NEW YORK (Reuters) -New York Lieutenant Governor Brian Benjamin, the state’s No. 2 official after Governor Kathy Hochul, resigned on Tuesday after being charged with bribery and fraud for allegedly directing state funds toward a real estate developer in exchange for campaign contributions.
Hochul, who handpicked Benjamin for the lieutenant governor’s job last August, announced the resignation a few hours after the 45-year-old Benjamin pleaded not guilty in Manhattan federal court to charges in a five-count indictment.
“While the legal process plays out, it is clear to both of us that he cannot continue to serve as lieutenant governor,” Hochul said in a statement. “New Yorkers deserve absolute confidence in their government, and I will continue working every day to deliver for them.”
Benjamin’s resignation is effective immediately, Hochul said. Lawyers for Benjamin did not immediately respond to requests for comment.
Prosecutors said Benjamin in 2019 directed a $50,000 state grant to a non-profit controlled by the developer from the Harlem section of Manhattan, which Benjamin represented at the time as a state senator.
The developer then sent Benjamin’s reelection campaign thousands of dollars through several checks in the names of relatives and a limited liability company, according to the indictment.
Prosecutors said the developer also raised money for Benjamin’s unsuccessful 2021 run to become New York City’s comptroller.
“Taxpayer money for campaign contributions. Quid pro quo. This for that. That’s corruption,” said Damian Williams, the U.S. Attorney in Manhattan. “Public corruption remains a problem in New York. It is a bipartisan problem. It is an ongoing problem.”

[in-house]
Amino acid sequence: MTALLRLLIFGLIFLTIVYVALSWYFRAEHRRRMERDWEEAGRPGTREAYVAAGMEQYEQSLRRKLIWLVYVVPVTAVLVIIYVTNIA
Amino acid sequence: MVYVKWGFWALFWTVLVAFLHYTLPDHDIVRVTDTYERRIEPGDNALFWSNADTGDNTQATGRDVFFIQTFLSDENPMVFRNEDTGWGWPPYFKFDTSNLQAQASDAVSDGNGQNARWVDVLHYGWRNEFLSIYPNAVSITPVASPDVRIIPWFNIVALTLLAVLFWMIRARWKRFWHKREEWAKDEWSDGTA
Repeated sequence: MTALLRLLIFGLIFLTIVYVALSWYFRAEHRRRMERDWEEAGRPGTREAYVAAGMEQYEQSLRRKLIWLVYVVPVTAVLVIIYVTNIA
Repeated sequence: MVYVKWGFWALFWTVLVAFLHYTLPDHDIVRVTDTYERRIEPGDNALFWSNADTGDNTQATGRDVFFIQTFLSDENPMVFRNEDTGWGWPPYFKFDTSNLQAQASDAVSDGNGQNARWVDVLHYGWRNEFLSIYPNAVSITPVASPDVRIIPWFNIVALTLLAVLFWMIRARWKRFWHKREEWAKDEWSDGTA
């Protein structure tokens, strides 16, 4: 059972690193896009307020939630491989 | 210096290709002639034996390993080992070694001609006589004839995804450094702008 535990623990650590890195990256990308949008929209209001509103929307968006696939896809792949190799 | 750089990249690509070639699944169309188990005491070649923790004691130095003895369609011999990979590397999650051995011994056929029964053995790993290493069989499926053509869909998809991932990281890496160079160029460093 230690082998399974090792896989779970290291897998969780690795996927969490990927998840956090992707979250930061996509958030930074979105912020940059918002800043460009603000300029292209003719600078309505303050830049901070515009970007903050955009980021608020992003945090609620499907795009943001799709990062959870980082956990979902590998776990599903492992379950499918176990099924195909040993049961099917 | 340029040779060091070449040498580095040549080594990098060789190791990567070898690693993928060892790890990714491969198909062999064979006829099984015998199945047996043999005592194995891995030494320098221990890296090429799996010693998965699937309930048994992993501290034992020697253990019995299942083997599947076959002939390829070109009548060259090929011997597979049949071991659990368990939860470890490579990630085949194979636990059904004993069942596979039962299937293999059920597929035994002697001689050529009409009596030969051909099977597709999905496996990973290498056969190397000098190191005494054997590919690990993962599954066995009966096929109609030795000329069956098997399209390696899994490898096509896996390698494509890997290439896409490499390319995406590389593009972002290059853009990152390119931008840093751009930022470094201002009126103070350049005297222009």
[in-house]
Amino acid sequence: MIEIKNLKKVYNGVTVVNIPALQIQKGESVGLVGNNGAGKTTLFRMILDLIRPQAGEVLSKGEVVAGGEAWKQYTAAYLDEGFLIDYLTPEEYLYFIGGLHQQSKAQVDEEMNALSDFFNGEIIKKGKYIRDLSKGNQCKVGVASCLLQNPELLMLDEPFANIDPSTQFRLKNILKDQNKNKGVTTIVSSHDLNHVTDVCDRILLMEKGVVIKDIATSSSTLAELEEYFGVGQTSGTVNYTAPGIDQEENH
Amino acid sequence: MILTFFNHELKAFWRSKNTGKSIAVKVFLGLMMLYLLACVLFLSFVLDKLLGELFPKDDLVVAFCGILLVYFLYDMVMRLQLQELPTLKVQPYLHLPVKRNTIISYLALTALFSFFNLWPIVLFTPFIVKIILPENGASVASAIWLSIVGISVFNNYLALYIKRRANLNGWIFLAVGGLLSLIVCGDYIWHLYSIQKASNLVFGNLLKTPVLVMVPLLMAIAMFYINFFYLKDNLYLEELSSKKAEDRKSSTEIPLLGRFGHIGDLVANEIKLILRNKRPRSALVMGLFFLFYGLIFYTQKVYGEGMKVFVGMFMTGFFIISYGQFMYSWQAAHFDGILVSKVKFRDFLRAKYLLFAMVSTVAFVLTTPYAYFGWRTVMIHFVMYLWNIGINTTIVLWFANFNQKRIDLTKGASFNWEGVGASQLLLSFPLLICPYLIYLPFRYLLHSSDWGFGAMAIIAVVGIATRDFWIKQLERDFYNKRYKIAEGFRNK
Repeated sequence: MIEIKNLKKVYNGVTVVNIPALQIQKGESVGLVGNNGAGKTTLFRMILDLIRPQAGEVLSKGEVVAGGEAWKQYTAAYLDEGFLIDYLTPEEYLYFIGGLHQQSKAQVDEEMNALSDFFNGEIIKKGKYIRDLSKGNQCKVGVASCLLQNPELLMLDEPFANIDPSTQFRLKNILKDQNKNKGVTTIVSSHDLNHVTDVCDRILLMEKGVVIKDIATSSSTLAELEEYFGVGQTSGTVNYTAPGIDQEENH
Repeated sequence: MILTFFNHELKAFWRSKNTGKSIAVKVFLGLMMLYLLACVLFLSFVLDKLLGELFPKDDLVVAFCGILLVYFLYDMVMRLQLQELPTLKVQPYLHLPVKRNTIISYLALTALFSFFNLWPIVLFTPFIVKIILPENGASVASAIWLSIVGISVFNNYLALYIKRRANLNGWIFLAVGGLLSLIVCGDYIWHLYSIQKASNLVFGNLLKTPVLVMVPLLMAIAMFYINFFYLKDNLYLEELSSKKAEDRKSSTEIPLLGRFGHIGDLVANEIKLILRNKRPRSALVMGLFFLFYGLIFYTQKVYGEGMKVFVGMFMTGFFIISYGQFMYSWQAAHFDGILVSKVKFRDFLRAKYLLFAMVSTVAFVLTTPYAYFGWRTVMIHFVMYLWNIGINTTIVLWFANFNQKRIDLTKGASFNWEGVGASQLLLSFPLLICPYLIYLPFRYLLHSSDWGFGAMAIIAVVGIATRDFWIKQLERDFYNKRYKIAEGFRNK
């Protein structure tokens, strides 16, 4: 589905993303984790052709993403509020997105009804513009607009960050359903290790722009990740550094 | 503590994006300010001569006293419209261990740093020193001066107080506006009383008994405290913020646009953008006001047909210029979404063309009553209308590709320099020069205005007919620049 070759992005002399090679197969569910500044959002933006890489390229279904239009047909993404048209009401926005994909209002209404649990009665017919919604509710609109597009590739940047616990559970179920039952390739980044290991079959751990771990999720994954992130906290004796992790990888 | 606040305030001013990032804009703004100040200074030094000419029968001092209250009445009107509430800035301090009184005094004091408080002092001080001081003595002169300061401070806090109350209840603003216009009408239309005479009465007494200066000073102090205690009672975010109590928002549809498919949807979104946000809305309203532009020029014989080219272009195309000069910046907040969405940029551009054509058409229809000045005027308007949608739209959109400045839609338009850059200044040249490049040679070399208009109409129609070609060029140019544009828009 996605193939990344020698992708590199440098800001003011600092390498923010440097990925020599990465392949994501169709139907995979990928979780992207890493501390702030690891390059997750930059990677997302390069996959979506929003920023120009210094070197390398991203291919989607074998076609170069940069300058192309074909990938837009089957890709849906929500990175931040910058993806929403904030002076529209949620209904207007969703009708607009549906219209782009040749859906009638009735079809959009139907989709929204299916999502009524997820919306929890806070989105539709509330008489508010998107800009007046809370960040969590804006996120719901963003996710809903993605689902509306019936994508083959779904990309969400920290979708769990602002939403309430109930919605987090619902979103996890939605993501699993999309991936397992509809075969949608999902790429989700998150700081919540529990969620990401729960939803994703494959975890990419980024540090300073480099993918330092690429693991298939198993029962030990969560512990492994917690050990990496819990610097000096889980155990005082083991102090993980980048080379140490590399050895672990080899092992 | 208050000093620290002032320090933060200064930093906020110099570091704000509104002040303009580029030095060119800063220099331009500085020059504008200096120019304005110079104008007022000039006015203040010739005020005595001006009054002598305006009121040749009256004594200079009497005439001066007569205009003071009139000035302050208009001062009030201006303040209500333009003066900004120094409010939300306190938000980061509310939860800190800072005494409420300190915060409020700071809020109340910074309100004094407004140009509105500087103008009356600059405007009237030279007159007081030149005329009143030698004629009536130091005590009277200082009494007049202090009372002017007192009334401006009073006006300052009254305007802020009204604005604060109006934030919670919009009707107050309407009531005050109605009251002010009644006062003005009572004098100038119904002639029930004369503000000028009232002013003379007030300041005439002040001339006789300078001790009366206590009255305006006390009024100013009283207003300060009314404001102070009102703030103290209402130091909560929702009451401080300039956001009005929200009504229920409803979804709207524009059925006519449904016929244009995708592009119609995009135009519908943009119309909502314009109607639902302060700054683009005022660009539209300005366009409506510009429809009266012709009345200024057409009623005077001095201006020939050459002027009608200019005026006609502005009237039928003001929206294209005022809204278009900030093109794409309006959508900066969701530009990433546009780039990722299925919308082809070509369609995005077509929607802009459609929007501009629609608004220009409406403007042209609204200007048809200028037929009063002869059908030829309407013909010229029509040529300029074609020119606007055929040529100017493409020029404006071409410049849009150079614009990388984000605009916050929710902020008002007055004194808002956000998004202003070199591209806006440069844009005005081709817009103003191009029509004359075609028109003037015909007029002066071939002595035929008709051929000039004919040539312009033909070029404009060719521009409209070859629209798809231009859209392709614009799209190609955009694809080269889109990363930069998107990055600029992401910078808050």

The Harlem real estate developer was not identified by name in the indictment.
Just over two months after Benjamin became lieutenant governor, real estate developer Gerald Migdol was criminally charged with steering illegal campaign contributions to an unnamed candidate for city comptroller. Migdol pleaded not guilty.
Benjamin faces charges including bribery, wire fraud and falsification of records. His case and Migdol’s are in the same case file.
U.S. Magistrate Judge Ona Wang released Benjamin on $250,000 bond, and imposed travel restrictions that left him unable to travel to Albany, New York’s state capital, without permission from authorities.
Benjamin is next due to appear in court on April 19.
The charges could complicate Hochul’s reelection bid in November.
Hochul, a Democrat who had been lieutenant governor, replaced Andrew Cuomo as governor last August, when he resigned following an inquiry that found that he had sexually harassed 11 women.
She faces challenges from New York City Comptroller Jumaane Williams and Long Island U.S. Congressman Tom Suozzi for Democratic gubernatorial nomination.
(Reporting by Luc Cohen in New York; Editing by Will Dunham and Bill Berkrot)